However, the case study showed that a request under the Access to Information Act would not have been needed if the information had been updated in the LAC systems and the finding aid at Reference Services in Ottawa. All 12 documents could have been accessed directly because they were no longer restricted under the Act. Moreover, the use of a CD-ROM may be problematic, and even more so in the future, for clients who no longer have access to this type of aging technology.

It should be noted that a follow-up in the MIKAN system that was done during the period when this report was being written revealed that the information about these documents had in fact been updated in the system. This means that if another client searches for those same documents, he will find that they are available for consultation because access is no longer restricted.

5.2.2.3 Reprography endnote50

Finding 13

Digital reproduction of LAC documents has improved client service. However, digital reprographies are rarely available online.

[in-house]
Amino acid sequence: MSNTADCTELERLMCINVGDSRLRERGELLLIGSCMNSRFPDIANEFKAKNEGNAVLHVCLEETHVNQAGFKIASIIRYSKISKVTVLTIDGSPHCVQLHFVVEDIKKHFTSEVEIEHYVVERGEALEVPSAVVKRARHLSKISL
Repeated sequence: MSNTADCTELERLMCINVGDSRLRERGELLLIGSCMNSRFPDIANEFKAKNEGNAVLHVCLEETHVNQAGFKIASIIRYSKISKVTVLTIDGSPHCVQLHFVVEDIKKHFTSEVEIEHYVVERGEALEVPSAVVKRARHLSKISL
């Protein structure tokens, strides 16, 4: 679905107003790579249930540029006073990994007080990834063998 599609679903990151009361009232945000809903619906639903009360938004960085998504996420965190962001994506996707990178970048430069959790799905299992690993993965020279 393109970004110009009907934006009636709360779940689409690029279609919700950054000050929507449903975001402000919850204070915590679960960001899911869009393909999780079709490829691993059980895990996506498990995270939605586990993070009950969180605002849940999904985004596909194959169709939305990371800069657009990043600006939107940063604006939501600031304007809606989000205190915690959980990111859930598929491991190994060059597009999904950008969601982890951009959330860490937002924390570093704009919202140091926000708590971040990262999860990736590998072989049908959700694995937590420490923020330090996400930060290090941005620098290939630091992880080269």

Through reprography, it is possible to create a copy of an item in the collection (paper or digital format) without altering the original item. This is usually done in response to a request from a client. In the 2011–2012 RPP the institution stated that it would change its practice of reproducing documentary resources and sending copies to clients and shift towards digital reproduction and storage, thereby facilitating the publication of online content.

Access Program employees who participated in the evaluation confirmed that this change in practice was indeed under way. LAC makes approximately 750,000 copies endnote51 per year in response to requests from its clients. The institution is proposing to extend digital reproduction to include requests under the Access to Information Act and the Privacy Act. According to the data collected through the program, the number of pages/images delivered to clients fluctuated significantly between 2011–12 and 2015–16 (table below).